Loudoun County supervisors gave one of Loudoun’s most storied nonprofits a whiplash ride over the past few weeks, first renewing a funding agreement with the Loudoun Museum and then reversing that decision at their next meeting.
On April 21, supervisors renewed their annual agreement with the Loudoun Museum, agreeing to continue funding the museum with $156,000 a year as long as it meets performance benchmarks set by county staff members.
The museum has received annual funding from the county since 2016, as it sought to reform a troubled organization and board. Since that funding began, the museum has taken major steps—including a new executive director, new exhibits, a new Board of Trustees and new guidelines for the museum’s finances.
That has meant the museum has received funding from the county every year, even after a staff walkout temporarily closed it in 2018. Now, even as the COVID-19 pandemic has seen the museum ordered to close, its staff has continued to provide programming online.
The Loudoun Museum had also asked supervisors to consider an annual 3-percent increase in county funding.
But on Tuesday, County Chairwoman Phyllis J. Randall (D-At Large) pushed supervisors to reconsider that vote.
“I have always supported the Loudoun Museum, and supported them full-throatedly and very strongly,” Randall said. “I think having a museum in Loudoun County about Loudoun County is very important, and I could not have imagined four months ago ever doing this, but when I juxtapose this $350,000 against what our nonprofits are doing, I could not in good conscience think that this is a good use of this money right now.”
Supervisors Caleb A. Kershner (R-Catoctin), Tony R. Buffington (R-Blue Ridge) and Matthew F. Letourneau (R-Dulles) stridently opposed the move.
Kershner pointed out that only last month, supervisors declined his motions to amend nonprofit grants in the COVID-19 pandemic.
“On the one hand we decided a month ago that we wanted to stick to the process, we didn’t want to pick winners and losers, and yet now we are picking a loser,” Kershner said.
He also pointed out that it is unclear where that money will now go. Supervisors voted to send that money to nonprofits that met the qualifications for funding in the county’s competitive grant funding process but were not funded, and which are dealing with the COVID-19 pandemic. However it will be up to county staff members to establish the criteria for deciding what is and is not work related to the pandemic.
Letourneau argued if supervisors want to give more money to some nonprofits, they can just do that—and already have—without taking it from a nonprofit “that has nothing to do with this, and that is just caught in the crosshairs.”
“This is really bad government,” Letourneau said. “This is not what a county like Loudoun should be doing in a situation like this. People look to us because we’re calm, we’re ration, we’re reasonable. You can’t spring… a motion like this to take money away from an organization that we have been working with for as long as I’ve been on the board.” He added, “you don’t treat your partners like this.”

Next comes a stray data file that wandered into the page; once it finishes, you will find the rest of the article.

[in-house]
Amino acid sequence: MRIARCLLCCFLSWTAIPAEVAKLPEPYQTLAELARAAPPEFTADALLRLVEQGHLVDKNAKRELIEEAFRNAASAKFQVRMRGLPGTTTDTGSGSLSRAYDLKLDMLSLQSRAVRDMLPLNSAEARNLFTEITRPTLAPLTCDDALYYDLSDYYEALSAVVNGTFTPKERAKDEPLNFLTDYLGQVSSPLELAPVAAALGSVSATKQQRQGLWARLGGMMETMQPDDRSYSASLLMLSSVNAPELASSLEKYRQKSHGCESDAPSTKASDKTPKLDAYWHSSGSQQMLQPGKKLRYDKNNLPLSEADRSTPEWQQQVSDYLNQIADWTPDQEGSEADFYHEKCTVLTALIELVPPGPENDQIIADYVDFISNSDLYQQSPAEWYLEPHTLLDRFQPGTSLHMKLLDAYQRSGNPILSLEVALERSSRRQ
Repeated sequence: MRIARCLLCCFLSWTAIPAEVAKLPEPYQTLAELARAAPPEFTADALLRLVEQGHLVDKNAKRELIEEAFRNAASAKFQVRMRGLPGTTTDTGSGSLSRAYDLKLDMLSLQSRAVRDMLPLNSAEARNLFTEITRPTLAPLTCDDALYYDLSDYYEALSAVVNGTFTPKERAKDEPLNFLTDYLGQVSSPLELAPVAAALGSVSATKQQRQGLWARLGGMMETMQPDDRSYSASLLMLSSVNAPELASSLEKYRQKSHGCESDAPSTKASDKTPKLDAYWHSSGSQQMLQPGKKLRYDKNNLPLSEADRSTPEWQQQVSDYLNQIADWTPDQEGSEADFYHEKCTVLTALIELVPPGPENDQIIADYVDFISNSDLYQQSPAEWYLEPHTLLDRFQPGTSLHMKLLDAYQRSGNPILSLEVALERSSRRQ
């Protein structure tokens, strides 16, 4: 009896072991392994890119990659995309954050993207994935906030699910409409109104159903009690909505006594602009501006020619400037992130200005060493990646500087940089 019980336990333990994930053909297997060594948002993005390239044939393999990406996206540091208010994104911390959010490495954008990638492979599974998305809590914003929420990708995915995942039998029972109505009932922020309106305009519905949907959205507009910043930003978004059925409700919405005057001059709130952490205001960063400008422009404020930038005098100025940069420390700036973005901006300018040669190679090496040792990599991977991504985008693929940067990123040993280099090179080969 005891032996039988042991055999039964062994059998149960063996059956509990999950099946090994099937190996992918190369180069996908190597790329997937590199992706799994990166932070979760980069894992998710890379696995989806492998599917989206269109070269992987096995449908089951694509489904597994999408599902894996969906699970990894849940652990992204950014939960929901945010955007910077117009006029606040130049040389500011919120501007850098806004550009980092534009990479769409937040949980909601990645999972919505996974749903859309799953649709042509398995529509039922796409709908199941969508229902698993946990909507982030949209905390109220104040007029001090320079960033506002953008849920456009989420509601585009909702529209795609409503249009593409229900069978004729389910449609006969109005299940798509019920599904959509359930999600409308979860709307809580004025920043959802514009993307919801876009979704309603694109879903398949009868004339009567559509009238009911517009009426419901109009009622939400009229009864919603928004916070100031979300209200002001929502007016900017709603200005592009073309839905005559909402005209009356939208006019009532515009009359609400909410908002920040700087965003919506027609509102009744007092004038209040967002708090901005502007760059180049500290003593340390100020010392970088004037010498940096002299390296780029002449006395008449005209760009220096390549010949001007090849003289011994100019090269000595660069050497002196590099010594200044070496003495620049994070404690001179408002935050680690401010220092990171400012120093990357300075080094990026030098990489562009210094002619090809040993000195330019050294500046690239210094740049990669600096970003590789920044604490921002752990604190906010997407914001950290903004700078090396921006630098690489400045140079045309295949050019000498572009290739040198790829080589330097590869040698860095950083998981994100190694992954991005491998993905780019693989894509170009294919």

The museum’s trustees do not anticipate it will become fully self-sufficient, pointing out in a letter to supervisors that most museums, including some of the most well-known, receive some level of public funding.
But Loudoun Museum Board of Trustee Chairwoman Sharon Virts said even with that money yanked back, the museum will survive.
“I am disappointed as a board chair that this is happening, but I also understand we’ve got people in this community who are hurting, and I get it,” Virts said.
While only a few years ago the museum was struggling to survive, she said the nonprofit today has enough reserves that the loss of funding would not be fatal.
“We will weather this storm just like many other businesses and nonprofits will weather this storm, and come out of it hopefully stronger,” Virst said. “We’re committed to the Town of Leesburg, we’re committed to the County of Loudoun.”
Instead, she said the museum will fundraise as much as it can from its board members and the community, so as not to deplete its reserves completely.
“Sooner or later, you do run out of reserves, so without continuous fundraising to augment what we’re spending down against the reserve, sooner or later with no income, obviously the organization would run out,” Virts said. “But I’m confident that by continuing fundraising, by hopefully some generous gifts and some support from the community … we will be OK until [the new fiscal year in] July 2021.”
The decisions also call into question whether the museum needs to prioritize its end of the Memorandum of Agreement.
“The county, for example, had goals for fundraising in the MOA for 2021,” Virts said. “… I’m hoping we can meet those goals, but we may not be able to, because it’s kind of hard to fundraise when you can’t get people together, and we can’t maintain operations when we’re forced to closed by the state.”
However, the decision will put a hold on the museum’s plans to raise money for renovations. Supervisors during their budget deliberations had also turned down a request from the museum for an additional $78,000 to support that campaign.
Virts said the museum won’t be able to both raise money to make up for the lack of county funding and launch its capital campaign for the new exhibit.
“We’ll survive this one, but it can’t go on forever,” Virts said.
Supevisors passed Randall’s motion to redistribute that money 6-3, with Buffington, Kershner and Letourneau opposed.